comments 5

Bodhgaya — What To Expect From The Birthplace Of Buddhism

The birthplace of Buddhism. The crucible of a new philosophy. The epitome of knowledge and compassion. That’s what Bodhgaya is!

Located in the Gaya district, in the Indian state of Bihar, Bodhgaya is a tiny little town where Prince Siddhartha attained enlightenment beneath a Pipal tree, some 2500 years ago.

In terms of blessedness, consider this tiny temple town for Buddhists what Mecca is to Muslims, or Varanasi to Hindus. Unsurprisingly, the town attracts thousands of Buddhist pilgrims from around the world, who come to prayer, study and meditate – with some in their flaming red robes, and other, in Turmeric and Saffron ones.

Though of course, the most hallowed spot in Bodhgaya is the Bodhi tree which flourishes inside the Mahabodhi Temple complex, the many Buddhist monasteries and temples that mark its bucolic landscape, built in their national style by foreign Buddhist communities, are no less charming.

Every country in the world, which has a Buddhist population, including Japan, Burma, Bhutan, and Nepal, among others, have erected their own version of a Buddhist monastery in Bodhgaya. And the diversity in architecture brought about by them is nothing short of amazing. Walk along the many streets that mark the territory of Bodhgaya and you will find a mix of monastic tranquillity and a small-town commotion.

No wonder Bodh Gaya is fascinating – as the birthplace of Buddhism, as well as a town which offers a multicultural Buddhist experience.

But the scene inside the Mahabodhi temple entertains no distinctions and rather favours only one idea and follows a universal god. Here the many modern pilgrims, representing different worlds, can be found practising meditation or devotional exercises at the very place where the Buddha himself did.

Though many Buddhists, across the world, travel to Bodhgaya, and moreover to India, only to spend a few days by the sacred Bodhi tree and pay their tributes to its temple complex – my visit to Bodhgaya, to my guilt, took place because I was so close from it.

From Varanasi ‘the spiritual town of India’, Bodhgaya is only a few hours drive away. Take the late night train/bus from Varanasi, and the next thing you know is that you’ve already reached Bodhgaya.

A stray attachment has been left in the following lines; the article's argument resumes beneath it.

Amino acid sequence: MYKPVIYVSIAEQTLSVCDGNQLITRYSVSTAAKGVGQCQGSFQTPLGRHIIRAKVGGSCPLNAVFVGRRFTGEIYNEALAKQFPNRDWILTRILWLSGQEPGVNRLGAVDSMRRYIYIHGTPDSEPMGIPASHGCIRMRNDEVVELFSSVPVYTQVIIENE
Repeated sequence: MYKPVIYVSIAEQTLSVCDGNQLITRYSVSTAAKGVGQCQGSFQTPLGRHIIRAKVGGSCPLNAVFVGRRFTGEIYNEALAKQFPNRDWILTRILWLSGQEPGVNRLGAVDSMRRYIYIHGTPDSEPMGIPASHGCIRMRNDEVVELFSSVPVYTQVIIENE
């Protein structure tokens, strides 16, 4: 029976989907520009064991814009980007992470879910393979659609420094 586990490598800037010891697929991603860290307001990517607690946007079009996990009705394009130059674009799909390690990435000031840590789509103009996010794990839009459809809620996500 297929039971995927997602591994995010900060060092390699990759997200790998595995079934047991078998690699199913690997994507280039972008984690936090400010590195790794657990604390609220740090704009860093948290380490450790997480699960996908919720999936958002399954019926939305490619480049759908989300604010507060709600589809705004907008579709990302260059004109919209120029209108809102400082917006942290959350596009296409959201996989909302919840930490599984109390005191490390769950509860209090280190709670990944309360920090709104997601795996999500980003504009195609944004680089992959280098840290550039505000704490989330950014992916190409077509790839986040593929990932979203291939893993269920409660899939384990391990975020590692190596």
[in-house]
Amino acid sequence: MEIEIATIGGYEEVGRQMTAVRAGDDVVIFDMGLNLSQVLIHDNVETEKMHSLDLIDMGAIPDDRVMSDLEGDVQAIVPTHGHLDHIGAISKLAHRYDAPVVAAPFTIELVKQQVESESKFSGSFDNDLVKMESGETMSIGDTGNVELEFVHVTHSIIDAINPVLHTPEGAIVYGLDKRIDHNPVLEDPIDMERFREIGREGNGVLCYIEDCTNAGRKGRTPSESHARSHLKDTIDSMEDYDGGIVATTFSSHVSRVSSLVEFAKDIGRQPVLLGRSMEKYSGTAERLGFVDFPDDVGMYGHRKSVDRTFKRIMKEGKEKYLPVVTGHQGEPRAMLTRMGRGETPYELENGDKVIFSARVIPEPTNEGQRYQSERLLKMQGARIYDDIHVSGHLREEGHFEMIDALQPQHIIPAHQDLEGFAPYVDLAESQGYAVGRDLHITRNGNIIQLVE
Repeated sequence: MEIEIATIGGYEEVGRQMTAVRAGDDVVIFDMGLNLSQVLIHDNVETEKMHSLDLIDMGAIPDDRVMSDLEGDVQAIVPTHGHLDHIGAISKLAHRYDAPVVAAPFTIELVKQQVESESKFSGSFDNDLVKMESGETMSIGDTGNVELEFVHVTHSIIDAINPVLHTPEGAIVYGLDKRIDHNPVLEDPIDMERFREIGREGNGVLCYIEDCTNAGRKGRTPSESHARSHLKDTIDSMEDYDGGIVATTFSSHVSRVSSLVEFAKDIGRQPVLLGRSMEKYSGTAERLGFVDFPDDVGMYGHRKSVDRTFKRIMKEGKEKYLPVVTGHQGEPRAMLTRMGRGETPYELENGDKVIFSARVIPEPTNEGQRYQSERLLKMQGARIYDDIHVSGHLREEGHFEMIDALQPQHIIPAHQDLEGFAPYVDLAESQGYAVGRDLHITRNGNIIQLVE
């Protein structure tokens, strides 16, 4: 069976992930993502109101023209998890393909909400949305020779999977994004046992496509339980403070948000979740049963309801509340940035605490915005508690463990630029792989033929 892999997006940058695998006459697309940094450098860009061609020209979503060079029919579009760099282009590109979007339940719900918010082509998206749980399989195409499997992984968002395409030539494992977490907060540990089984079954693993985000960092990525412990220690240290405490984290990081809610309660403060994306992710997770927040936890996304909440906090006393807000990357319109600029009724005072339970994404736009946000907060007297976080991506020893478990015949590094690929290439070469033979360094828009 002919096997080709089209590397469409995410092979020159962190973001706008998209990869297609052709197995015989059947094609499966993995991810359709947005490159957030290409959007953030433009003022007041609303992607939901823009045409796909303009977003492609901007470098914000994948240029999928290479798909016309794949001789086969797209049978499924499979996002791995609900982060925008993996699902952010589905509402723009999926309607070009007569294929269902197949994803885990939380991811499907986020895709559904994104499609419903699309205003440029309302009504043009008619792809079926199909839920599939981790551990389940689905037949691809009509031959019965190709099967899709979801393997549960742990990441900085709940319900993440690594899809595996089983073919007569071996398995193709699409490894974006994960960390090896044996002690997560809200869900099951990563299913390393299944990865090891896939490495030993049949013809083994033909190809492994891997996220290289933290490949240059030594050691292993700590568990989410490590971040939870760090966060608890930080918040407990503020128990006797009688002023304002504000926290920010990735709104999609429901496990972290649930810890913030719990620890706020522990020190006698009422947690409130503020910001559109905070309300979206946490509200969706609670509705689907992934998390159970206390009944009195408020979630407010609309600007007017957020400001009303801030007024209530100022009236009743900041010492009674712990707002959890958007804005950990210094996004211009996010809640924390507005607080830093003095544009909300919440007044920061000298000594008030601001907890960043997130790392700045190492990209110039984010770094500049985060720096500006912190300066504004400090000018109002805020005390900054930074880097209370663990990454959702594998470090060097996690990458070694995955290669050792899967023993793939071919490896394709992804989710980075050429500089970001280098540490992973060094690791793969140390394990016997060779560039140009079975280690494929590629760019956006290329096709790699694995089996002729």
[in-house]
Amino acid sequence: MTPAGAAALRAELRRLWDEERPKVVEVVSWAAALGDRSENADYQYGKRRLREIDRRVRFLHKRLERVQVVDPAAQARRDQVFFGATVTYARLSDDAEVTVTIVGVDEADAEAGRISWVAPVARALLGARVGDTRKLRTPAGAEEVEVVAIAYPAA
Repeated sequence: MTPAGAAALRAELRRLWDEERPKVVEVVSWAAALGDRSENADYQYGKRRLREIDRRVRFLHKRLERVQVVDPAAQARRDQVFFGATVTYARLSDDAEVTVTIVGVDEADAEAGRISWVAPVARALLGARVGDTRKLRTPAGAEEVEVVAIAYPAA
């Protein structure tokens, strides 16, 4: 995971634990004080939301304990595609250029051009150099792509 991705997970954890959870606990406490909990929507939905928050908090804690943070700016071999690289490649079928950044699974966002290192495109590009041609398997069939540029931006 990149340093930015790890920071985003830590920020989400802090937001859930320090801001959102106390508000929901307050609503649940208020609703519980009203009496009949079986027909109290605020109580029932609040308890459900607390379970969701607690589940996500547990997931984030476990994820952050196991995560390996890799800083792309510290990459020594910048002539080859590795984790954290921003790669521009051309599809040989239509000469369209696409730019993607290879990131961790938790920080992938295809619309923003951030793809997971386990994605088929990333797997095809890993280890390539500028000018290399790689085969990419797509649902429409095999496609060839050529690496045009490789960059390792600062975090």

Before I visited Bodhgaya, I expected the town to be no different from the Himalayan town of Dharamshala – where a bunch of Buddhist monks can be found rotating a prayer wheel, while chanting their favourite mantra, and representing a long lost community. “One day to explore Bodhgaya, and visit its few monasteries would be enough,” I thought. But as I arrived here, and found myself lost in a place, representing different cultures, following different routines, I realised that one day was perhaps not enough for Bodhgaya.

Therefore for you, my fellow travellers, my suggestion would be to dedicate at least a couple of days to explore, understand, and feel the spirituality and the innate peace that Bodhgaya brings to the soul.

Few Popular Attractions in Bodhgaya: Mahabodhi Temple, 80-foot Buddha statue, Thai Monastery, Royal Bhutan Monastery, Indosan Nippon Japanese Temple, Chinese Temple, Burmese Vihara Monastery and Vietnamese Temple.

Filed under: India


After my couple of years of corporate career, I left that lifestyle behind, and with it, everything that didn't fit in a backpack. I've learned that this world is too big (and too interesting!) to spend your life working at one place, and that's what inspires me to remain footloose and fancy-free for the rest of my life!


  1. One of the most important pilgrimage center for the Buddhists, this place has become a tourist hot spot as it is home to a large number of various attractive tourist destinations.

  2. Tales of Travelling Sisters says

    Bodhgaya looks like a very serene place which would bring up a feeling of spirituality in everyone. Beautiful captures which took us through a good virtual tour of this place.

  3. Sreekanth says

    Hi Dev,

    It contains very nice pics and Nice Information. I felt like i was there and seeing in live after seen your Post. Al-the best Keep going.
    Please Open my Blog.
    Blog :

  4. Yogi Saraswat says

    I have visted there in April and there was no Monk in any temple. may be due to summers of 40-42 degrees. Beautiful pictures , I could not visit Jagannath mandir.

Leave a Reply

Your email address will not be published.